From: Ion Gaztañaga (igaztanaga_at_[hidden])
Date: 2006-07-08 08:46:20
> 1. If you hasn't semaphore support in your glibc libraries (in my case
> it was without TLS) "sem_open" function will return (sem_t*)0 instead of
> (sem_t*)-1 as it is described in my system header "semaphore.h".
> Plese correct file "shared_memory.hpp" for using SEM_FAILED macros.
Thanks! It seems that ((sem_t *)-1) was explicity used in some
implementations and was documented like this, but you are right,
OpenGroup specifies that the return value is SEM_FAILED. Corrected in
> 2. Unclear sinuation. I wrote bugous example program where I write some
> data in shared_message_queue in infinity cycle without any timeout.
> If you stop program by Ctrl+C "boost_shmem_shm_global_mutex" stays in
> locked state so program will not work from second start. If you include
> some timeout in cycle then program will work properly.
This is strange. The infamous "boost_shmem_shm_global_mutex" global
mutex is used to implement atomic system-wide initializations, and can
be left locked if a process crashes in the atomic initialization (that's
why I plan to use file locks in Boost.Interprocess, that are guaranteed
to be unlocked automatically when a process crashes), but with a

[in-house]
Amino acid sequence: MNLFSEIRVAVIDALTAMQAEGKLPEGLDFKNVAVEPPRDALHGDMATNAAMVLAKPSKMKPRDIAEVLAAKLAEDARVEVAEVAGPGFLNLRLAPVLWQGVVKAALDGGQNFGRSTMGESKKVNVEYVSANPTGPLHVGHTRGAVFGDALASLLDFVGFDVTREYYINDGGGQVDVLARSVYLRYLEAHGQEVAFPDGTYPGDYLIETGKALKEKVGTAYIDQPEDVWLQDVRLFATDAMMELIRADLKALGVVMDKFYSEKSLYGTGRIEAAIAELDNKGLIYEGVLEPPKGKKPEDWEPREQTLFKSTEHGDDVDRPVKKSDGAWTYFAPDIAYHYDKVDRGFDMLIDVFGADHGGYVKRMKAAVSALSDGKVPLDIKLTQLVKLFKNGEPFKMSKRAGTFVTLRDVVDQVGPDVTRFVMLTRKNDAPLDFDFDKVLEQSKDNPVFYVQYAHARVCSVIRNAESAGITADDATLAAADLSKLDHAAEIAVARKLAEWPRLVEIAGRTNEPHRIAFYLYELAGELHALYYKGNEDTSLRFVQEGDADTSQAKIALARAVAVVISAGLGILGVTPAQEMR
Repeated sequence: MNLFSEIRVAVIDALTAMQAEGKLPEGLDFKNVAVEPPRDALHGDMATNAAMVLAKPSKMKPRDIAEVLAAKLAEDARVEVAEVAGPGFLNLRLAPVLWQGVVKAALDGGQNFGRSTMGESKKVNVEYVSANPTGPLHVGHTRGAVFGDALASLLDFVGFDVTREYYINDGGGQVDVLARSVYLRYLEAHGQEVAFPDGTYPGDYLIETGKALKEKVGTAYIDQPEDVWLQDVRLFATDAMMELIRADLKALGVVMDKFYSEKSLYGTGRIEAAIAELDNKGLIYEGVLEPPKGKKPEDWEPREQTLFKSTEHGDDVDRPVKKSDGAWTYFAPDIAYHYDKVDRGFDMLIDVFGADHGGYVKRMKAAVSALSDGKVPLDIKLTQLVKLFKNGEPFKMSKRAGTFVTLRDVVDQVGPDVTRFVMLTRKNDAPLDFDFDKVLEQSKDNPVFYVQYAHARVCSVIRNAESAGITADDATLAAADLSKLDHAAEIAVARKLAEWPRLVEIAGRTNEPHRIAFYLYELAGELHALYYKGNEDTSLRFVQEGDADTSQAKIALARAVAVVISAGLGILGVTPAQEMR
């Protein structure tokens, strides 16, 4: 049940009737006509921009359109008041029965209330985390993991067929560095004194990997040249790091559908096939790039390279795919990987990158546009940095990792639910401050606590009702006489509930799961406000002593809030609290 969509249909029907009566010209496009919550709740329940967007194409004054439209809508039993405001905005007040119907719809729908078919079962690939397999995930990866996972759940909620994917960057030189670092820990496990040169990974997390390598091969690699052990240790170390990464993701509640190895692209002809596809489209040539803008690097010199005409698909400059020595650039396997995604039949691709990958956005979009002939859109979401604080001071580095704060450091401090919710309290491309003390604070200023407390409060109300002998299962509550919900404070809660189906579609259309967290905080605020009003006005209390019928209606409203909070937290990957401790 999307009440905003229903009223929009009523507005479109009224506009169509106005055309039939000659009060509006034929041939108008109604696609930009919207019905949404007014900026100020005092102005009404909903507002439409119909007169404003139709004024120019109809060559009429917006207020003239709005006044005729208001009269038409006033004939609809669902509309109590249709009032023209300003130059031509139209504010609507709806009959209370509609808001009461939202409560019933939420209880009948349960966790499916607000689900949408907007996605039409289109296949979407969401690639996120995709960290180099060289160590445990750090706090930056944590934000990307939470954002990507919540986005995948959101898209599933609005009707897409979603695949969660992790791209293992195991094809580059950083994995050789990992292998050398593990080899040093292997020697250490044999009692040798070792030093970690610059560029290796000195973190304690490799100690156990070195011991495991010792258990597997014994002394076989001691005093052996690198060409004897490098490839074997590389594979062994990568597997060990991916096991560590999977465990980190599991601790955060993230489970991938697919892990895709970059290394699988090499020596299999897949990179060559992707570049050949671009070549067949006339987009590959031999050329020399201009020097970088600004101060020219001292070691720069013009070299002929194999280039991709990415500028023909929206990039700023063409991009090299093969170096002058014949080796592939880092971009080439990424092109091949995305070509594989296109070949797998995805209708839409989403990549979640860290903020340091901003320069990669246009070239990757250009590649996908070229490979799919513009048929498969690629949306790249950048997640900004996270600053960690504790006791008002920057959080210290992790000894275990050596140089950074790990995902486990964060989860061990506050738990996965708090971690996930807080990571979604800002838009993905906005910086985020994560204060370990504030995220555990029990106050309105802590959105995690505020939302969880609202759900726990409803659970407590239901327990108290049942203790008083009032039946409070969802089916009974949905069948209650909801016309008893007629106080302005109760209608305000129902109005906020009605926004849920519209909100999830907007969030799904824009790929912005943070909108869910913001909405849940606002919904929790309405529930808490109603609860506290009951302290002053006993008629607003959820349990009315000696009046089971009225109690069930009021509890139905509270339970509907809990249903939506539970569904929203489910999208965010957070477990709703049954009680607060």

shared_message_queue this just can happen when opening, creating or
destroying one. But never while sending receiving messages, since it's
not used in those cases.
The problem is that the message queue has a process-shared mutex and a
condition variable constructed in shared memory to implement the queue
and if you crash a process while holding the mutex, the queue is left in
a corrupted state. I can't do anything to solve this, since I would need
the OS to unlock all the resources if the owner dies. Nevertheless this
does not guarantee anything, since the message queue state might be
wrong (the program is crashed while manipulating internal queue
pointers, for example).
I'm sorry to tell you that POSIX async signals are really difficult to
combine with a portable interprocess syncrhonization library. I would
need help from UNIX experts to know what should I do to provide signal
safe synchronization objects. Masking the signals just when entering the
message queue functions does not seem very nice, since a process can
stay blocked while a message arrives. Any ideas?
Boost list run by bdawes at acm.org, gregod at cs.rpi.edu, cpdaniel at pacbell.net, john at johnmaddock.co.uk